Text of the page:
There are many different types of photographers, with many different styles. You can have the traditional style, which is the most prominent and includes a variety of different poses in different locations to portray the love between you and your partner.

Another style is photojournalistic. Capturing all of the details and telling the story of your wedding day in all its intricacies – before, during, and after. This is a great way for you to remember by seeing your day played out from many different perspectives and many different times.

The fine art perspective is the ultimate attention to detail when it comes to wedding photography. Many photographers do offer this, however few can follow through on this claim unless they have a background in fine art. Making each photo a work of art is the passion of most photographers, and is also the desire of many brides & grooms.

Keep an eye out for these styles, among others, when looking for a wedding photographer. My suggestion would be a combination of all three so you have alot of variety in your photos when it is all said and done.

Ask your photographer for samples of their work, if they offer products such as storybook albums, or even sample prints, so you can see firsthand the quality you can expect. You deserve to see what your final product is going to look like.”
- Noah of Noah J Orr Photography, Honolulu, HI

“Your choice of a photographer should take into account how you want to spend your wedding day. How much posing do you want to do, and how much do you prefer to simply celebrate with your loved ones and have it recorded sensitively and beautifully. Essentially, would you rather the photographs bring back memories of a joyful day or an extended photo shoot? Ask photographers how they see the flow of the day, how they define their role in directing it, what relative importance they give to your wishes as opposed to their ideas, and what they look for as they watch you and your guests interacting.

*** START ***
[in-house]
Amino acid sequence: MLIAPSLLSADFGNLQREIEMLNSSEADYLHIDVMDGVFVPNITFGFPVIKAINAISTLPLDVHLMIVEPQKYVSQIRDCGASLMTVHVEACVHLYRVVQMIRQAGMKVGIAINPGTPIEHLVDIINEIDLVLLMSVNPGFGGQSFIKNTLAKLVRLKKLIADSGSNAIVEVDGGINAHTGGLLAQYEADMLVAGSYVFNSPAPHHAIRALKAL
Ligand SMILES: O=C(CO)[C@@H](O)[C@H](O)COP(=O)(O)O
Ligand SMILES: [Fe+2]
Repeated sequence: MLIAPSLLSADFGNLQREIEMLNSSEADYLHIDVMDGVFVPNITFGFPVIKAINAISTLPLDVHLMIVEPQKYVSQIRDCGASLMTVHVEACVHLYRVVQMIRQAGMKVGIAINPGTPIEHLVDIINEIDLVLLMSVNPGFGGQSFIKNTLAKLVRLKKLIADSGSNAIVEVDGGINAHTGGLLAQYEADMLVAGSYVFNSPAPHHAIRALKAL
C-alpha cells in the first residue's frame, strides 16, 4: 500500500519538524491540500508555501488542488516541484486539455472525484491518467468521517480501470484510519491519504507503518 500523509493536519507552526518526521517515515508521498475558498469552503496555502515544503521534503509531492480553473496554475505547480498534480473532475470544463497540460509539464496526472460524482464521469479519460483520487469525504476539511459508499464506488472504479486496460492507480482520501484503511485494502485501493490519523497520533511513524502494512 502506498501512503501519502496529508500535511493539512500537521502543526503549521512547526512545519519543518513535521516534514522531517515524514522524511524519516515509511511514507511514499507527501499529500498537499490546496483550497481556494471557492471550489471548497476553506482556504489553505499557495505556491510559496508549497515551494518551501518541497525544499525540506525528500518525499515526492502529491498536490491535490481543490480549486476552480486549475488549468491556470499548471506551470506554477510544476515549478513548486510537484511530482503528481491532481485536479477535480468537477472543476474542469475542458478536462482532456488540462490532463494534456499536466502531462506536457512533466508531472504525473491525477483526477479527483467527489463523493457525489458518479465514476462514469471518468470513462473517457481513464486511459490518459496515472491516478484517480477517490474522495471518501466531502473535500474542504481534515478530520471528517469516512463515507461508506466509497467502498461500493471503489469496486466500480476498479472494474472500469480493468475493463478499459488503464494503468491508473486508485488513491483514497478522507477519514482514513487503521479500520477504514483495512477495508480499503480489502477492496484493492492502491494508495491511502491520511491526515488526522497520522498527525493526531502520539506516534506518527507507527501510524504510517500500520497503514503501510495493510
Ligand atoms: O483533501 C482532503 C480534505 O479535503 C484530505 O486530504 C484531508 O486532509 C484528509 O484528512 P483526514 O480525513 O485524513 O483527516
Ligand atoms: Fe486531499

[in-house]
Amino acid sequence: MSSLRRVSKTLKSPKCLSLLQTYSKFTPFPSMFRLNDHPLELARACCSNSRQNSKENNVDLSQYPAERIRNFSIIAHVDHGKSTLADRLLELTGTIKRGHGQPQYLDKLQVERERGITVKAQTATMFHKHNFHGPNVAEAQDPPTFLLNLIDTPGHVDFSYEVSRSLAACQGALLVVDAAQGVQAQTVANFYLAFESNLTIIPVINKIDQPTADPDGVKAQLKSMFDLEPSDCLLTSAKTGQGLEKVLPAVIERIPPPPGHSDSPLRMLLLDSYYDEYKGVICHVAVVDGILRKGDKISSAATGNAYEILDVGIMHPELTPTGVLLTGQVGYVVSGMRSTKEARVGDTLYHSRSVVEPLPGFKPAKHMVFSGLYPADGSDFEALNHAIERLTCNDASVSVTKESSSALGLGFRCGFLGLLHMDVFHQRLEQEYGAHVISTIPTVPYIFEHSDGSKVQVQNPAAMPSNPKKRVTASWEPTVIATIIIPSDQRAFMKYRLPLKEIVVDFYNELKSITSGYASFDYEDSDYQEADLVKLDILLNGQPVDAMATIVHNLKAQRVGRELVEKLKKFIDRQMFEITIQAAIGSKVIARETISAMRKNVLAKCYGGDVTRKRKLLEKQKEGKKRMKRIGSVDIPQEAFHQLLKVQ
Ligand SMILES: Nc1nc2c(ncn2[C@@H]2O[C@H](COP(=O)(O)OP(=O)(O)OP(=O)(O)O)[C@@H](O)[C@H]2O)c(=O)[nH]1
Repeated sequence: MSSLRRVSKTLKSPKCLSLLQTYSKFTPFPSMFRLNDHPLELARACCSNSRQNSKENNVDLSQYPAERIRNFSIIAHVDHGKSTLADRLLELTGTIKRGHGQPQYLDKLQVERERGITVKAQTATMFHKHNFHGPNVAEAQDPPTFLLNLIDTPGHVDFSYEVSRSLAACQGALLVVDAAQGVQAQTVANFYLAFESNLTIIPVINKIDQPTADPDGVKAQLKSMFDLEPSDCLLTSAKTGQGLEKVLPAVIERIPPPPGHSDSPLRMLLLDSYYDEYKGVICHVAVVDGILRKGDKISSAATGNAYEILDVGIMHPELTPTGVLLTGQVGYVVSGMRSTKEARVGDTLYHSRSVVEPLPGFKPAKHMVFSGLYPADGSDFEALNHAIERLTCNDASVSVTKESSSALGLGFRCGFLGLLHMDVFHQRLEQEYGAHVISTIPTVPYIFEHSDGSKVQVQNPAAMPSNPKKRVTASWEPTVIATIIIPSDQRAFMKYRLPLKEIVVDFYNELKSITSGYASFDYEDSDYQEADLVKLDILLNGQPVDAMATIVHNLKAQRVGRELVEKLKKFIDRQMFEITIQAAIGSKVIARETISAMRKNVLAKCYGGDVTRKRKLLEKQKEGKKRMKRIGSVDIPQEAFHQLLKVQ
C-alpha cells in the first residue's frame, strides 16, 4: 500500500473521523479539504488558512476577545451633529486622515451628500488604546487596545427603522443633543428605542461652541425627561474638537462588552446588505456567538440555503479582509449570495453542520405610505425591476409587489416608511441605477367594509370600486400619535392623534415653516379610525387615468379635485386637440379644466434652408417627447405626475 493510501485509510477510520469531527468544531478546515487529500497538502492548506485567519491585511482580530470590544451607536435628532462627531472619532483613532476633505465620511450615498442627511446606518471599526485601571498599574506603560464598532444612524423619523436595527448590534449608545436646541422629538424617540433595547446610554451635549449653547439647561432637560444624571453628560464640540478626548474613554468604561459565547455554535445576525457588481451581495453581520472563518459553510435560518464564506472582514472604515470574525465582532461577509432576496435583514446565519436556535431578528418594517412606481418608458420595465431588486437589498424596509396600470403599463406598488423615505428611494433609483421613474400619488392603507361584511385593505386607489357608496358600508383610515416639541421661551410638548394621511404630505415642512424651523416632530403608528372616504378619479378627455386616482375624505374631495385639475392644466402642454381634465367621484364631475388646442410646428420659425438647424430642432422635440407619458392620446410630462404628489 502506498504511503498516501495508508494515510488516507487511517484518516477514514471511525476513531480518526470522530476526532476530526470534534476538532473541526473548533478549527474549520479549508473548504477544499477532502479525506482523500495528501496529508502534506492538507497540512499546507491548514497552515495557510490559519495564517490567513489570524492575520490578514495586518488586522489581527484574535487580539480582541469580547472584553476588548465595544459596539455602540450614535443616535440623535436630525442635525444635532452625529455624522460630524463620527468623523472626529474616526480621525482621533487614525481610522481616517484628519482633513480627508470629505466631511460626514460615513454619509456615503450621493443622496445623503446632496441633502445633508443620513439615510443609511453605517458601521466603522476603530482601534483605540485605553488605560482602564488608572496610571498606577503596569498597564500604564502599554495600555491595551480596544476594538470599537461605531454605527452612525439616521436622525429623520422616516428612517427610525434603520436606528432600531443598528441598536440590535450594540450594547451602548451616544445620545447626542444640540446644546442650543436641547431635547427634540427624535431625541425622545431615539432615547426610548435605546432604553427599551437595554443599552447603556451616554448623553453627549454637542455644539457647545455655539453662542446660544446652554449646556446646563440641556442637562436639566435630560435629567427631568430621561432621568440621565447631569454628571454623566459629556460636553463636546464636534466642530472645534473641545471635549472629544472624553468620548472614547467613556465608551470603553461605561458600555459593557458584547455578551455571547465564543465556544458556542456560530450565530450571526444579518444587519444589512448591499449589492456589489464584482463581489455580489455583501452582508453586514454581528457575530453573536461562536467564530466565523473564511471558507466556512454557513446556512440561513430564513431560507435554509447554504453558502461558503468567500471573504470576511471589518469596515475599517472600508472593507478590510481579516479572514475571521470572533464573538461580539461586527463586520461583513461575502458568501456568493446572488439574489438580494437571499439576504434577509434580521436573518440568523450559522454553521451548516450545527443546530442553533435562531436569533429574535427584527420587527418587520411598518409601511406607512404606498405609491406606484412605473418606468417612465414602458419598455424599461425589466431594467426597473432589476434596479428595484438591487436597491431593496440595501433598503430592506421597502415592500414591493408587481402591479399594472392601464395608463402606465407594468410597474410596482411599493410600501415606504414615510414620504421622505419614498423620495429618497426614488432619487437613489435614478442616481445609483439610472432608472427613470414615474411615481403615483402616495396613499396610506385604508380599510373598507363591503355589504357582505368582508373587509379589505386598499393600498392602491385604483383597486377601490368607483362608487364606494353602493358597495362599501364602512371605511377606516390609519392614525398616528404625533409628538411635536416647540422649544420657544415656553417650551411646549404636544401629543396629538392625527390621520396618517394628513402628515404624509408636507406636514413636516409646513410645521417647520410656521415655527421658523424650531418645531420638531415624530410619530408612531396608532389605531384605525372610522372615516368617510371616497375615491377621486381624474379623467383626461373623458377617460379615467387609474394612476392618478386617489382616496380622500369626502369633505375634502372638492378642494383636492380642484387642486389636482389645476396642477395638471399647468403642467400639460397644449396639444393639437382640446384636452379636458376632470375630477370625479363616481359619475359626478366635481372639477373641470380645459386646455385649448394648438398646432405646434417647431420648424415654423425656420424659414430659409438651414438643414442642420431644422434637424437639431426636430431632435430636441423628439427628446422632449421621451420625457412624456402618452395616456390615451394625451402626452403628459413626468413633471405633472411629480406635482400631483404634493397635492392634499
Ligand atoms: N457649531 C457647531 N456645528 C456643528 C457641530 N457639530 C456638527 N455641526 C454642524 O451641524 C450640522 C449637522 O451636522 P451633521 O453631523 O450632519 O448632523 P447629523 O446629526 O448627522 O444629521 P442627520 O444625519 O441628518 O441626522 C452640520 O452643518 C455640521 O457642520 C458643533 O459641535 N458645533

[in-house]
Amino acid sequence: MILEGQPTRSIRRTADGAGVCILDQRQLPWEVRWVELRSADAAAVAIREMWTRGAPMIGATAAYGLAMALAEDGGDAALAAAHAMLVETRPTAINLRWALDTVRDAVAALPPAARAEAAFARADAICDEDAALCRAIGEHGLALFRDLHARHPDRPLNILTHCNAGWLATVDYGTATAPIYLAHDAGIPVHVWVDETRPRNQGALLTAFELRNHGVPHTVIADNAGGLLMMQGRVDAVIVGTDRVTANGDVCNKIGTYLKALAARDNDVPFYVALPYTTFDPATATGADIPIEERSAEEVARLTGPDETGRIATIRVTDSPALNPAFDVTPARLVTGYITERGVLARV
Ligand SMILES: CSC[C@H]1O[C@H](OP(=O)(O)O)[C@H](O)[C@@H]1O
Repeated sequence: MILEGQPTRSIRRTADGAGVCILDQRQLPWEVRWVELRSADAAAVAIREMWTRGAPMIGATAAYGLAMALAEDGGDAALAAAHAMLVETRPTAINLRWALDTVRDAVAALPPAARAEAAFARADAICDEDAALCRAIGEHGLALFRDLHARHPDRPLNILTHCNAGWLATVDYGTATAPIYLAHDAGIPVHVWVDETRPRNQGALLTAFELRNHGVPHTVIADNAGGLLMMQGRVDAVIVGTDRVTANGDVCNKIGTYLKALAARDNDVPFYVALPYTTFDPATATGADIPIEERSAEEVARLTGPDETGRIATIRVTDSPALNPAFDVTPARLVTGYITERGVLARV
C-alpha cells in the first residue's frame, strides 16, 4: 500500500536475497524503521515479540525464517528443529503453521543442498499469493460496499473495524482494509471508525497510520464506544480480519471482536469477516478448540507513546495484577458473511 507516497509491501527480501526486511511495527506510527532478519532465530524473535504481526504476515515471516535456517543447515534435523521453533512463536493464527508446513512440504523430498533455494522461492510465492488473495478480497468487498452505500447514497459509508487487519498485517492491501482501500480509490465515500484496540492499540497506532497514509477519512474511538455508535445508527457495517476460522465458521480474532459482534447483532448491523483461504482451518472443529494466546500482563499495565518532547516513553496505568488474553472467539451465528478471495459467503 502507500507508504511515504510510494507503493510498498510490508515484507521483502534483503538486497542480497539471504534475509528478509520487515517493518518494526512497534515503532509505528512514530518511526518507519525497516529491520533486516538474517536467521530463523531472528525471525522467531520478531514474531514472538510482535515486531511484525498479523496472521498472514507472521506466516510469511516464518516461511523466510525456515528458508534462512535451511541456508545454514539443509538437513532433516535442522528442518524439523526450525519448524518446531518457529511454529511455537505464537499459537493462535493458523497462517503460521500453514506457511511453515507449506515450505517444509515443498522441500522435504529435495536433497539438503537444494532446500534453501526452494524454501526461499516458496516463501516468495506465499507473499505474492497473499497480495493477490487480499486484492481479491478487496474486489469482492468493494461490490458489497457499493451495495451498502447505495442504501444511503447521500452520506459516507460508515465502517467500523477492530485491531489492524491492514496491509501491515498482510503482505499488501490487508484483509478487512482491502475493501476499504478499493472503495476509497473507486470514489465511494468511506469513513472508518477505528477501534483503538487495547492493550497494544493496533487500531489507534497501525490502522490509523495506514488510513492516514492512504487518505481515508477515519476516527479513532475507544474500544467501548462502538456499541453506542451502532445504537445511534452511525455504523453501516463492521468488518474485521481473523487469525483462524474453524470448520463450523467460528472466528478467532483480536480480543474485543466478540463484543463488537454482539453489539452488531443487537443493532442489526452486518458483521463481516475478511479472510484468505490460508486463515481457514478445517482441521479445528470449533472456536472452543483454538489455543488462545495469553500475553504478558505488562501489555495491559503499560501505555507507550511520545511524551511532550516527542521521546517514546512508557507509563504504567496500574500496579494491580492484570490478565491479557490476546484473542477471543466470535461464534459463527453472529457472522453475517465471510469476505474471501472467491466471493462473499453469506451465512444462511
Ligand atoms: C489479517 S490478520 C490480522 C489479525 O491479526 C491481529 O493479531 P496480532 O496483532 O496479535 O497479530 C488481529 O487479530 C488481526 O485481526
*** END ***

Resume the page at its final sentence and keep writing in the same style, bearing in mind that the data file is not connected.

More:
As many have said, it is important to have a photographer that you’re comfortable spending time with, but never ask a photographer that you “really like” to shoot in a style other than his or her own.”
- Art Ferrier Creative Photography
Nashua, New Hampshire

“Talk to your photographer about what you really want to see in your wedding album. Your photographer will get some idea of your personality after initially consulting with you, but in the end, it’s your wedding album that will last you for years — make sure that you and the photographer agree on how you want your album to look and feel. There are so many options out there, both in quality and price, so make sure you talk with your photographer about all your options.

And most of all, relax and enjoy your very special day. Remember — when it’s all over, no matter what happens, you and your special someone will be married!”- Michele of MW Johnson Photography, Lookout Mountain, TN

Photo Credits: Stoilov Studio, Catharine Morris Photography

>> How to Choose a Wedding Photographer Part 3: Take Your Time
<< How to Choose a Wedding Photographer Part 1: Make Sure You "Click"